DENVER (KDVR) — Sirens blared loudly outside of a Montbello home on Jan. 4, 2022, as Denver police SWAT teams rushed to the front and side of the building, ready with a warrant to search the home for stolen goods.

The problem is, they came up empty-handed.

Now the detective who spearheaded the effort is being sued by the ACLU of Colorado on behalf of the homeowner, 77-year-old Ruby Johnson. The ACLU said the search raises questions about Denver police’s process for obtaining these warrants and challenges this search violated Johnson’s constitutional right to privacy.

The investigation started with a stolen truck. On Jan. 3, the owner told police the truck has two drones, six firearms, $4,000 cash and an old iPhone 11 inside, according to the ACLU’s lawsuit. The key issue of the suit focuses on Denver Police Detective Gary Staab relying on the “Find My” app to track the iPhone that was in the truck, seeing it pinged twice at Johnson’s address that day.

According to the lawsuit, Staab submitted a search warrant for Johnson’s address, which was approved by a judge. The lawsuit claims “the affidavit presented absolutely no independent basis to corroborate a nexus to Ms. Johnson’s home,” and claims “the warrant authorizing the illegal search of Ms. Johnson’s home issued on Defendant Staab’s hastily prepared, bare-bones, misleading affidavit.”

The lawsuit claims the search took hours and has left Johnson traumatized.

“For what we think is the egregiousness of the rights violation, to inspire Denver to take a very serious hard look at how its detectives are seeking warrants,” ACLU of Colorado Legal Director Mark Silverstein told FOX31 when asked what they hope to accomplish with the lawsuit.

While Staab was the sole defendant named in the lawsuit, Silverstein said more may be added as the case moves forward.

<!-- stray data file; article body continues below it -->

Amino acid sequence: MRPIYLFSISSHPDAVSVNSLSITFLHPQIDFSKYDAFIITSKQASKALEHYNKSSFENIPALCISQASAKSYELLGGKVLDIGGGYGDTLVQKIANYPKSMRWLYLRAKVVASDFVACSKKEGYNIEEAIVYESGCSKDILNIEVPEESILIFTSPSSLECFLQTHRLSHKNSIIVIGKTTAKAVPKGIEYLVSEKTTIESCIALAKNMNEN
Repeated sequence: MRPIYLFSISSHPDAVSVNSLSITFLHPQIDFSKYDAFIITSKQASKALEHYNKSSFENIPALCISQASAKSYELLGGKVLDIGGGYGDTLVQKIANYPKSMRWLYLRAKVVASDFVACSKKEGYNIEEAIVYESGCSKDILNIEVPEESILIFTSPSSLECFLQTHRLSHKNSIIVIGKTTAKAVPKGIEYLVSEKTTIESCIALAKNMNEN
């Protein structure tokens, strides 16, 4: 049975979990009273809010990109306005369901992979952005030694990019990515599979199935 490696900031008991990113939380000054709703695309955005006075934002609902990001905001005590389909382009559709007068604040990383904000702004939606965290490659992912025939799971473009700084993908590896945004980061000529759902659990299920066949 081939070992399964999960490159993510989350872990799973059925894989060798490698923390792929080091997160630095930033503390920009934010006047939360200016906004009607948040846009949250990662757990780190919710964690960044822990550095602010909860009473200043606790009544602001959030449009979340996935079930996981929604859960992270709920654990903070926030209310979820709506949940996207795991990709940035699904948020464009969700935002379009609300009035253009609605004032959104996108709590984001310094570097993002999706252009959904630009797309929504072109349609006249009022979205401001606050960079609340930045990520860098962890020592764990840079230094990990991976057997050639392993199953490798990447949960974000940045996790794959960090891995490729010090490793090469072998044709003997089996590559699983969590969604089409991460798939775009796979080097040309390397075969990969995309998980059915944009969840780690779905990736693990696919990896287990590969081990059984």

“We cherish Mom. It’s painful to witness how this violation has affected her,” said Ms. Johnson’s son Greg Brunson in a news release. “She’s still hurting. She still doesn’t understand why this happened to her. And after everything, she still hasn’t gotten as much as an apology from the police.”  

The Denver Police Department issued the following statement to FOX31 on the incident:

The Department of Public Safety and Denver Police Department (DPD) sincerely apologize to Ms. Johnson for any negative impacts this situation may have had on her. SWAT was involved in the execution of the warrant due to allegations that six guns had been stolen and may have been located in Ms. Johnson’s home. Once Denver Police Chief Ron Thomas was made aware of concerns expressed by Ms. Johnson’s family regarding the warrant, the Department reached out to the family. We hope to continue to work with Ms. Johnson’s family through her attorneys to resolve this matter without further litigation. Chief Thomas has also ordered that an internal investigation be opened and DPD is working with the Denver District Attorney’s office to develop additional training for officers and assistant district attorneys related to seeking warrants based upon “find my phone” applications.

Jay Casillas, Spokesman for the Denver Police Department